The Young Modulus, Shear Modulus, Shear Wave Speed, and Stiffness

Various elastic moduli are used to define the tissue elasticity [6,25]. The elasticity of soft tissue is most commonly reported using the Young modulus (E), which is the resistance of a material to deformation in uniaxial compression or tension (kPa) [6]. The shear modulus (μ) is the resistance to shear force (kPa) [26]. In soft tissue, two modes of wave propagation occur: longitudinal waves (cL), in which the particles oscillate in the direction of wave propagation; and transverse waves (cT), where the particles oscillate in the direction transverse to the wave propagation. The transverse wave propagation speed is called the shear wave speed (or shear speed, m/sec), and is one of the terms of elastic moduli [6,16]. The Young modulus is defined as E=3 μ=3 ρ cT2, where ρ denotes the tissue density [25]. As a result, in tissue with a density not equal to 1.0 g/mm3, the shear speed is not exactly correlated with the Young modulus. The United States Food and Drug Administration has approved the use of shear speed (m/sec). Most commercially available US systems are able to display the Young modulus (kPa) [8].
Stiffness is a somewhat different concept from the elastic modulus. It is defined as force over displacement and has units of force per distance. It is a measure of the rigidity of an object, and it is influenced by the elastic modulus of the object itself, shape, and size [27].

Intersystem Variability in Elasticity

Statistically significant variability has been observed in elasticity quantification according to the vendor system and the depth of the measurements [28,29]. Therefore, to ensure reproducibility of the measurements, a patient should be followed using the same US transducer from the same machine, and the threshold values suggested in previous research should not be applied to other systems [28]. For meaningful comparisons of the absolute elasticity of the lesions and the serial assessment of disease states, the sources of variability should first be characterized [27]. The impacts of viscosity and dispersion may be sources of intersystem variability [29].

Clinical Applications of Shear Wave US Elastography to Tendon and Muscle


Imaging of tendons with US elastography is not easy, and the relevant techniques are still being developed. In recent years, US elastography has been actively applied to tendon imaging in normal healthy volunteers and in individuals with abnormal tendons [30]. Tendon is a very hard tissue in its normal state, and in case of degeneration or injuries, its stiffness can change to various degrees (Fig. 5) [31].
The Young modulus of tendon is approximately 400-1,300 kPa, and in a normal volunteer study using shear wave elastography, the elasticity of the Achilles tendon was measured as 6-242 kPa in the neutral position [21], which means the shear wavelengths can be greater than tendon thickness. As a result, guided wave propagation may lead to a false evaluation of the Young modulus, which is the reason that shear wave velocities are usually preferred to Young moduli in tendon imaging [6,22,32]. In addition, the high shear wave velocity of hard tendon can exceed the upper limit of measurement of shear wave velocity of the device (maximum scale value) [32,33]. In the Acuson S3000 ultrasound system Virtual Touch imaging quantification (VTIQ; Siemens Medical Solutions, Malvern, PA, USA), the maximum scale value is 10 m/sec [33], and in the Imagine Aixplorer system (Supersonic Imagine, Aix-en-Provence, France), it is 16.3 m/sec [34].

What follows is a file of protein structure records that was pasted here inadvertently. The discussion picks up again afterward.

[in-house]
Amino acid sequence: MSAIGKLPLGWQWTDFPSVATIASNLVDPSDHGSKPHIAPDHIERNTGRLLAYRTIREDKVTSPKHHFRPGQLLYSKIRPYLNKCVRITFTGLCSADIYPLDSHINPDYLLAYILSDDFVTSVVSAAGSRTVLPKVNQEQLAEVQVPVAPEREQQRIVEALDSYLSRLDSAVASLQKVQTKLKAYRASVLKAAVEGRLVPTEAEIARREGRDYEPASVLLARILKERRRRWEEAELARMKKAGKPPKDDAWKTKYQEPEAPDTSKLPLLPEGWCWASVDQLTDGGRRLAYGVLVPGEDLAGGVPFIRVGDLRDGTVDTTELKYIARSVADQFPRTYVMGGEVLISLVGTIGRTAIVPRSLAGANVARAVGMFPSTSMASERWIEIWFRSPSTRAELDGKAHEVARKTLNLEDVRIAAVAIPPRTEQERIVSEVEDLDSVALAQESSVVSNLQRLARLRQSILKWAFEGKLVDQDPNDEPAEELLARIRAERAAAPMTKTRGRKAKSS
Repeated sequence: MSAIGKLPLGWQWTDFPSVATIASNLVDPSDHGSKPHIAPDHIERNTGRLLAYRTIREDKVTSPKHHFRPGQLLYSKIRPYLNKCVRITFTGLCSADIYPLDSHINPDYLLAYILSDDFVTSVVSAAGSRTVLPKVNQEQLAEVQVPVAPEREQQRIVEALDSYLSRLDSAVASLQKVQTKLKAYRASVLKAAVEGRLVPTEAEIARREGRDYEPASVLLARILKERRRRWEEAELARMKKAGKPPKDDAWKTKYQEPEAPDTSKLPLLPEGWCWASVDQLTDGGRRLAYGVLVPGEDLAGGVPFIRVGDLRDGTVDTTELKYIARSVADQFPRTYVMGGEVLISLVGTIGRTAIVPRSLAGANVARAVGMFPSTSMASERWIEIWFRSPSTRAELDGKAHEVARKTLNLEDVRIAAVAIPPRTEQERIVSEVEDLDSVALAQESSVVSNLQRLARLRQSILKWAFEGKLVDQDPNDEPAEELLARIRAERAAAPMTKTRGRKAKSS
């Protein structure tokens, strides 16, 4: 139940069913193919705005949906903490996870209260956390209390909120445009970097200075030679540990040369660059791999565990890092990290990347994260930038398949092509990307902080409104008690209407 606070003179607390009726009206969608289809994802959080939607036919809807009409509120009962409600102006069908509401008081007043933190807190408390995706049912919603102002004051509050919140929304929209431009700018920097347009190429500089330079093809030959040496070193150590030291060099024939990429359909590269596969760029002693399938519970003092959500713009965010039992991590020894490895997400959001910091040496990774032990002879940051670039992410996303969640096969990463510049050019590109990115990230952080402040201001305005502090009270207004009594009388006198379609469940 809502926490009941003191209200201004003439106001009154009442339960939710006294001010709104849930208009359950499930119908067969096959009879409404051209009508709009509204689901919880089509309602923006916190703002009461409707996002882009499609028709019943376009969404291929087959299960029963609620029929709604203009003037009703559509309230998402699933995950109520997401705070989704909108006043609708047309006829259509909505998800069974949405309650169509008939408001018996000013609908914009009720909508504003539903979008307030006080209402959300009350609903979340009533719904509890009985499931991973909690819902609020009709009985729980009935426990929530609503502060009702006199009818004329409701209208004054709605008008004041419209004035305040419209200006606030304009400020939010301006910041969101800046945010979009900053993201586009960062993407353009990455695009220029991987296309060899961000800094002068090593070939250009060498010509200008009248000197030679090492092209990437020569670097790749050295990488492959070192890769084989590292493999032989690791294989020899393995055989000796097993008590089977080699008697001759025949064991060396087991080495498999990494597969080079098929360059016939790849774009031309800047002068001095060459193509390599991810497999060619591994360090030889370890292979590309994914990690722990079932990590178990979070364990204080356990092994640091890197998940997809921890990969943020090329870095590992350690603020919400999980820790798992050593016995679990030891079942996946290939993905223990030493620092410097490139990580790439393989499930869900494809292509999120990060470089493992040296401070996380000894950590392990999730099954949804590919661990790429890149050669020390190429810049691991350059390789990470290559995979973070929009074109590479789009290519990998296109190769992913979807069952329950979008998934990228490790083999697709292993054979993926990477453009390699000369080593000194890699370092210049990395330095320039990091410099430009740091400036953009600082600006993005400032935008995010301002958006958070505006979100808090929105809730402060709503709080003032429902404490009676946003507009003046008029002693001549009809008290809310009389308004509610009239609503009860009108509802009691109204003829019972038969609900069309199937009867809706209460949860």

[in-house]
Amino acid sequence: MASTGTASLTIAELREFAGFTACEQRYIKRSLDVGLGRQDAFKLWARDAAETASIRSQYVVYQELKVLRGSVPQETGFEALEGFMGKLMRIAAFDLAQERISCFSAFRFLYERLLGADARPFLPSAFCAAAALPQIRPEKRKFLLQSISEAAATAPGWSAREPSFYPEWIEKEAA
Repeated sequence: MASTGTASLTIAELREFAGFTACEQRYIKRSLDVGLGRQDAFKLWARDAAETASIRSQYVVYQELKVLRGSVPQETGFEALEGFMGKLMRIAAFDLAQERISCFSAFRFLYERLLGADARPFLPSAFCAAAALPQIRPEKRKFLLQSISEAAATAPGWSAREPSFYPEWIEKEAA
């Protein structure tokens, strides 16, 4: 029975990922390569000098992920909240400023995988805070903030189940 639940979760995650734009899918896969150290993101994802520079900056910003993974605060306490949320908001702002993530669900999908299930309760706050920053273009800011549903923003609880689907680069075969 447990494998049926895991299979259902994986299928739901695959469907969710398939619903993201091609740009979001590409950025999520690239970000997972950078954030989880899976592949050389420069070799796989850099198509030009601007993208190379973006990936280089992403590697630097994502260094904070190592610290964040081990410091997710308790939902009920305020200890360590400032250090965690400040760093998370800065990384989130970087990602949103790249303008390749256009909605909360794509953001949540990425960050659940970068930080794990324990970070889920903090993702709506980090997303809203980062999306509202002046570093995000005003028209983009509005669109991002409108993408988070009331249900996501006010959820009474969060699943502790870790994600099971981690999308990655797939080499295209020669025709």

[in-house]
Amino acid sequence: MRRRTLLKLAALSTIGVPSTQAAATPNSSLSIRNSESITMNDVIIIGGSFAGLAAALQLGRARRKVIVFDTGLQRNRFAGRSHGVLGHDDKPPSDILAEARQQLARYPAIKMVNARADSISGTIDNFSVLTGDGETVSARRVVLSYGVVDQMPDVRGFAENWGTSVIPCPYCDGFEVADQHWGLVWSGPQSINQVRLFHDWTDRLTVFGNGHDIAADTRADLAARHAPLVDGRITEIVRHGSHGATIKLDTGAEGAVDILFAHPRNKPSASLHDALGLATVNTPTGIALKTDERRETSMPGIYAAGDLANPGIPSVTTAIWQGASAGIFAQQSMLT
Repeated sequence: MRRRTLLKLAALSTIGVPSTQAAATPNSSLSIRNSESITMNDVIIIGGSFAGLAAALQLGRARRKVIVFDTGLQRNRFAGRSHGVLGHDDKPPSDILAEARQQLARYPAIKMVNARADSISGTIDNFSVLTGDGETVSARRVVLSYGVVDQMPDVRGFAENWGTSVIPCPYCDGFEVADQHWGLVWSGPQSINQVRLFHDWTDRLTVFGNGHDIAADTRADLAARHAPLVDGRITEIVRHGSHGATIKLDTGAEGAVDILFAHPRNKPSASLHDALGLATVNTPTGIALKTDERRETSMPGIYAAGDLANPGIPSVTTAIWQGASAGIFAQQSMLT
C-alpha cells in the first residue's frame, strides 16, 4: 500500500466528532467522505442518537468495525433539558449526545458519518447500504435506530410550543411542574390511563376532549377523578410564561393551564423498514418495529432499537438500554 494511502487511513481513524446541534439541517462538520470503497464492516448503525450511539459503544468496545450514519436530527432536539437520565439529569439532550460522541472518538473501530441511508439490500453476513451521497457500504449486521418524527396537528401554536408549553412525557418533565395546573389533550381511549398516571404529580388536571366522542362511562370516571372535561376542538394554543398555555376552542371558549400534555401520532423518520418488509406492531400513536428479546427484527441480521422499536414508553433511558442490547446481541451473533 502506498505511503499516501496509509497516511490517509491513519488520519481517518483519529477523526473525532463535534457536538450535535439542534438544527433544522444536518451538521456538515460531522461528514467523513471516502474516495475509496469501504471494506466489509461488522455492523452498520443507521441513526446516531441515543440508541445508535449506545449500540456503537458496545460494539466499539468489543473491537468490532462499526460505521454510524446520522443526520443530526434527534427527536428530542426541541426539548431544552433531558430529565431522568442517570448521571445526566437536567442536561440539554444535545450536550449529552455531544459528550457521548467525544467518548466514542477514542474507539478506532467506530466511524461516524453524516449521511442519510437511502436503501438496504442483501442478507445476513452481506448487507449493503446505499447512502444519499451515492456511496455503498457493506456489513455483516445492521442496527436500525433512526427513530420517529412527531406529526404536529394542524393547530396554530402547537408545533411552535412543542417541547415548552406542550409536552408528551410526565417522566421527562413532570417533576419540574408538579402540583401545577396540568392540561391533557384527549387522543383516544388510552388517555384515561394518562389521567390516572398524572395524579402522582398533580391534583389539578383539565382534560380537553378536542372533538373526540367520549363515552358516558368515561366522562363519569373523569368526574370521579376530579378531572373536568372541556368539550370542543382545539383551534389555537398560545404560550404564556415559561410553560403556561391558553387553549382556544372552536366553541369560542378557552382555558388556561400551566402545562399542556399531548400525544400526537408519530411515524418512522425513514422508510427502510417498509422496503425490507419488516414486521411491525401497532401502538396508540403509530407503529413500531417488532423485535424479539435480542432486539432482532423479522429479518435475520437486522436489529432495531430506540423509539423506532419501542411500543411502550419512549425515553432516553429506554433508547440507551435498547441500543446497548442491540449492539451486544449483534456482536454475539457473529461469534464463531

Due to the high anisotropy, tendon imaging requires the US beam position to be perfectly parallel or perpendicular to the tendon fibers; however, the tendons may have a complex structure due to interpenetration and rotation of fibers from muscles, and sometimes proper positioning of the US beam cannot be achieved [32,33]. Several studies of the Achilles tendon have reported large differences in elasticity values in the transverse (axial) and longitudinal (sagittal) orientations of the probe and the neutral position, extension, and dorsiflexion of the ankle [32,33,35,36].
In a recent study, the shear wave velocity of a normal Achilles tendon in the neutral position was reported to be 15.55 m/sec in the sagittal orientation of measurement and 5.29 m/sec in the axial orientation, with an anisotropic coefficient of 0.66; while ankle plantar flexion was 7.03 m/sec in the sagittal orientation and 4.76 m/sec in the axial orientation, with an anisotropic coefficient of 0.33 [32].
In another study, in the relaxed position, the shear wave velocity of a normal Achilles tendon was 8.26 m/sec in the sagittal orientation, and 4.10 m/sec in the axial orientation, with an anisotropic coefficient of 0.50 [33]. The sagittal orientation and the extended tendon position showed markedly higher shear wave velocities in several studies in both normal and abnormal Achilles tendons, which may explain the low intraobserver-interobserver reproducibility and repeatability in many studies [35,36]. However, when an ankle fixator was used to standardize the position of the feet and the degree of flexion of ankle and a standardized measurement site was used for the measurement of the Achilles tendon throughout the scanning process, the reproducibility improved [37,38].
Tendinopathy is defined as the various painful conditions occurring from mechanical, degenerative, and overuse diseases, and it is associated with degeneration and disorganization of the collagenous structure, changes in the proteoglycan and water contents, increased cellularity, fatty infiltration, and neovascularization [31].
In one study, the mean elasticity value for normal Achilles tendons was approximately 291 kPa (range, 261 to 300 kPa) and that of ruptured Achilles tendons was approximately 56 kPa (range, 3 to 228 kPa) in the neutral position [39]. The elastogram map of the normal tendon showed that it was hard and homogeneous, and the ruptured tendon was heterogeneous [39].